Google and Meta Tags

December 4th, 2007 by Chris

For years I’ve taken the stand that Google doesn’t use meta tags for ranking purposes. Going back to 2001 I’ve always said that Google will sometimes use the meta description tag for generating a site abstract for the SERPs, but not for ranking, and the meta keywords tag is not used at all.

Not only have I told people that going on 7 years now, but I also did experiments showing it to be true, and yet still I would get into forum arguments on the topic, quite heated ones, and even one time someone who runs a webmaster site made a page on his site, calling me out by name, more or less calling me an idiot for believing what I did.

It is nice to be right. Like I said in my intro to my new SEO guide I have a really good track record of being right with things involving SEO, and this very literal post by Google confirms the meta tag issue in my favor very handily.

You’d think that since this “discussion” started in 2001 it would have ended by now, but it hasn’t. Only instead of me putting on the boxing gloves to teach the SEO neophytes over at SitePoint, John Conde has been doing it instead. The threads about meta tags still come up though, hopefully, now, they stop.

7 Responses to “Google and Meta Tags”

  1. Kyle  Says:

    Interesting find…

    As of March 2007 (yes 2007!) Danny Sullivan said Google completely ignores the meta description tag and generates a description by scanning your content automatically. Google actually has been using the meta description for a few years now, and often will pull that as the description for the SERPs.

    Obviously this article needs to be updated, but what it shows is how he fundamentally misinformed the public on such a simple, obvious issue. And it is recent. And he is looked to as an expert, so just imagine all the misinformation that still goes on from the norm in this field.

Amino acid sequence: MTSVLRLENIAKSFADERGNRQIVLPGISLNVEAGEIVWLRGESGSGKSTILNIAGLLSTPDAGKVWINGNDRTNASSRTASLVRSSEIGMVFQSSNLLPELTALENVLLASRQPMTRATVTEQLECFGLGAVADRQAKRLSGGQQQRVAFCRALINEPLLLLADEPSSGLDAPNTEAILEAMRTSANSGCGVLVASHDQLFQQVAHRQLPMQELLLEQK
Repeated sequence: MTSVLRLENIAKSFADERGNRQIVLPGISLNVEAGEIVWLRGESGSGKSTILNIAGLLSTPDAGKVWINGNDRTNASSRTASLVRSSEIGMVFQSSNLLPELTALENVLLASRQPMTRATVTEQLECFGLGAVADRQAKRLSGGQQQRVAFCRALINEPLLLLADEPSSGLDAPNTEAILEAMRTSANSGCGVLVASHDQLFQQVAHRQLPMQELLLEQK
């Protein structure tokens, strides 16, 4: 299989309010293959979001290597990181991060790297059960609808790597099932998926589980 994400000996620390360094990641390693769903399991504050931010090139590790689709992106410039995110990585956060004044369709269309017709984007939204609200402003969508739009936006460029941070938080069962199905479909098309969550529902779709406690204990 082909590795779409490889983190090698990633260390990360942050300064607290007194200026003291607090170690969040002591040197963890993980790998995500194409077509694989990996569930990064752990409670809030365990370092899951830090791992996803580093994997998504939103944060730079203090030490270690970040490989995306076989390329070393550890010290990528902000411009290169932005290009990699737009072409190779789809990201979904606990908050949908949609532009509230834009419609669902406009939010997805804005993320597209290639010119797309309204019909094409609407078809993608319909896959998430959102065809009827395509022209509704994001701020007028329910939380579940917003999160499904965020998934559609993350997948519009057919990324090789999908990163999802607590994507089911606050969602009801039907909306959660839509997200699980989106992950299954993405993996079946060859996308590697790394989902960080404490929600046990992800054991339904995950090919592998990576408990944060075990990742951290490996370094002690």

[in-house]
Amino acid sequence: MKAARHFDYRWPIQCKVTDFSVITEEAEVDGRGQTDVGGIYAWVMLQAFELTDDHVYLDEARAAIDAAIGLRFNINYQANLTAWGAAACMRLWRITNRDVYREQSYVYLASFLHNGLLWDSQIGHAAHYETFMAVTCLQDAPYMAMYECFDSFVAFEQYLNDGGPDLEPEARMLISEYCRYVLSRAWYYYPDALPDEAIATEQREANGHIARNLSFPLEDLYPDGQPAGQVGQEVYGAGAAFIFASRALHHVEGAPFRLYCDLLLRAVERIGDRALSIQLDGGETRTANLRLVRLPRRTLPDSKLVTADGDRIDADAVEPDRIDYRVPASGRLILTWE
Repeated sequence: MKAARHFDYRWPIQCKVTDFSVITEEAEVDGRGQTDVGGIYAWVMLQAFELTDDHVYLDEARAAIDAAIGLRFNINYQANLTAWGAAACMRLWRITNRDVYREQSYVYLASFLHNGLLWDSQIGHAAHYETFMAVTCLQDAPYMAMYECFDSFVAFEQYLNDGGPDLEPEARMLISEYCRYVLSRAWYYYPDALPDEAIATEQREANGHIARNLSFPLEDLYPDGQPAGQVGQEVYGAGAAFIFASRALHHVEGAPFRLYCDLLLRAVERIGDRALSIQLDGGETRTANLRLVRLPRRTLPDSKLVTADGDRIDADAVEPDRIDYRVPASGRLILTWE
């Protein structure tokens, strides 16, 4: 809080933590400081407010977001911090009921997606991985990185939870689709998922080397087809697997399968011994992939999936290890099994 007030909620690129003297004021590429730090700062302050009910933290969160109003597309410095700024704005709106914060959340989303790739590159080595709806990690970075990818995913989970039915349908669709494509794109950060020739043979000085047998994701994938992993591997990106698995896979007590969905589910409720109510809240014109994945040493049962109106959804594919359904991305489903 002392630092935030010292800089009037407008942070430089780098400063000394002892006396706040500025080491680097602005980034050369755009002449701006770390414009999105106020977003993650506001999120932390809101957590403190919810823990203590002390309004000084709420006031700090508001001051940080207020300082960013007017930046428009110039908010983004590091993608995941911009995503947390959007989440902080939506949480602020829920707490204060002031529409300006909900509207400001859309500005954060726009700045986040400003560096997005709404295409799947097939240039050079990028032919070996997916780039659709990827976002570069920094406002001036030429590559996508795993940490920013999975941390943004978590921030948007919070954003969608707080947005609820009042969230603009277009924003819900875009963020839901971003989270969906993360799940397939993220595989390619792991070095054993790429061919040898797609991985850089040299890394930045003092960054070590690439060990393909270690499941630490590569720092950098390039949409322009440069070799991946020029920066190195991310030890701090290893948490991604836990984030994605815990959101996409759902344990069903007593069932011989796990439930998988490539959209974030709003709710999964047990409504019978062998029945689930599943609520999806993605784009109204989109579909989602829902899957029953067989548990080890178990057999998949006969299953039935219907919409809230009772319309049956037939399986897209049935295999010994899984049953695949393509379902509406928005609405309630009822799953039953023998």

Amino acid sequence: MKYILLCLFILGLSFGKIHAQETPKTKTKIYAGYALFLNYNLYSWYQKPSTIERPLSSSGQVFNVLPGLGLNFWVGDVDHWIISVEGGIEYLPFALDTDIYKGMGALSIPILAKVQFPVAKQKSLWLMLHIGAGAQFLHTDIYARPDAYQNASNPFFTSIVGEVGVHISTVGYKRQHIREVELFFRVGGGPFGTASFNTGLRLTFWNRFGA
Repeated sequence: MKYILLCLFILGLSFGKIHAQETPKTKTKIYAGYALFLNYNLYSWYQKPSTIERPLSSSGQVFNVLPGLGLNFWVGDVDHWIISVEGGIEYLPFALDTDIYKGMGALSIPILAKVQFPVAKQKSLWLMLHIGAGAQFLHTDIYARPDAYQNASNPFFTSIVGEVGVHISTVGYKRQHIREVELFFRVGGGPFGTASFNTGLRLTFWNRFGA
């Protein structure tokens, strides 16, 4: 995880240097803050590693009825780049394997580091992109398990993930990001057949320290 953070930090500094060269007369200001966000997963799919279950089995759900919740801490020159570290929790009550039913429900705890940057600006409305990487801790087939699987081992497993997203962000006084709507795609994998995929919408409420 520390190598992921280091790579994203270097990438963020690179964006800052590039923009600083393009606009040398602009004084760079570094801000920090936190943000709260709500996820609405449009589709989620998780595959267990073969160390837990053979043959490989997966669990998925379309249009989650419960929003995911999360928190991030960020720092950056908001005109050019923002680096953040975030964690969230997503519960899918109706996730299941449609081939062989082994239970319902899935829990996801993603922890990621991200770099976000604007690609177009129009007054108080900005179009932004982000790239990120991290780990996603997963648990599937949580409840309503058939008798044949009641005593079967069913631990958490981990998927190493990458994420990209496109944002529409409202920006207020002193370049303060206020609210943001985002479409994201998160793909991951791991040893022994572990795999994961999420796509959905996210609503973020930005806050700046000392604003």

2. Kyle  Says:

    By the way, an important thing to consider is how lengthy people are with their articles. Making things wordy makes your content ‘richer’, generally generating a better page for ranking in search engines. However, since the above page is so long, it is then assumed Danny was trying to make it as detailed as possible. That is why he deserves to be heavily criticized on that incorrect statement. If his post was a paragraph long, and he wasn’t being so careful in his word choice, one may believe the mistake was a simple error or ‘brain fart’. This article was so detailed, that it is obviously he truly believed this as of March 2007…

  3. Tommy  Says:

    Thanks, as a seo newbie your site teach me much. Not sure when will I’ll finished my reading here. :D

  4. Andy  Says:

    I have to say that I learnt everything I know about SEO from Sitepoint and now more recently keeping up with this site, and it’s easy to spot the lunatics in the SEO forum at SP, and John does a great job there also it must be said.

    An interesting debate is whether reciprocial linking is still has any real SEO value? Could you post some of your thoughts on this particular aspect Chris?


  5. Paul  Says:

    I figure the meta description is my chance to catch the eye of a searcher looking down the list of search results and trying to decide which one to click. I write them for the reader, not the spider :)

  6. Ken Barbalace  Says:

    My use of the meta description is the same as Paul’s I use it to capture the reader’s attention and to let them know exactly what a page/article is about.

  7. Bill Cawley  Says:


    I read the following on your SEO Guide page “I do maybe one or two jobs a year for other people,” and am wondering if I might be permitted the opportunity of being one of those couple of jobs in 2008? We’ve been following your advice, but frankly need a little hands on direction. Please advise and thank you for your consideration.

    Bill Cawley
    813-767-3176 (cell)
    813-884-5450 (office)

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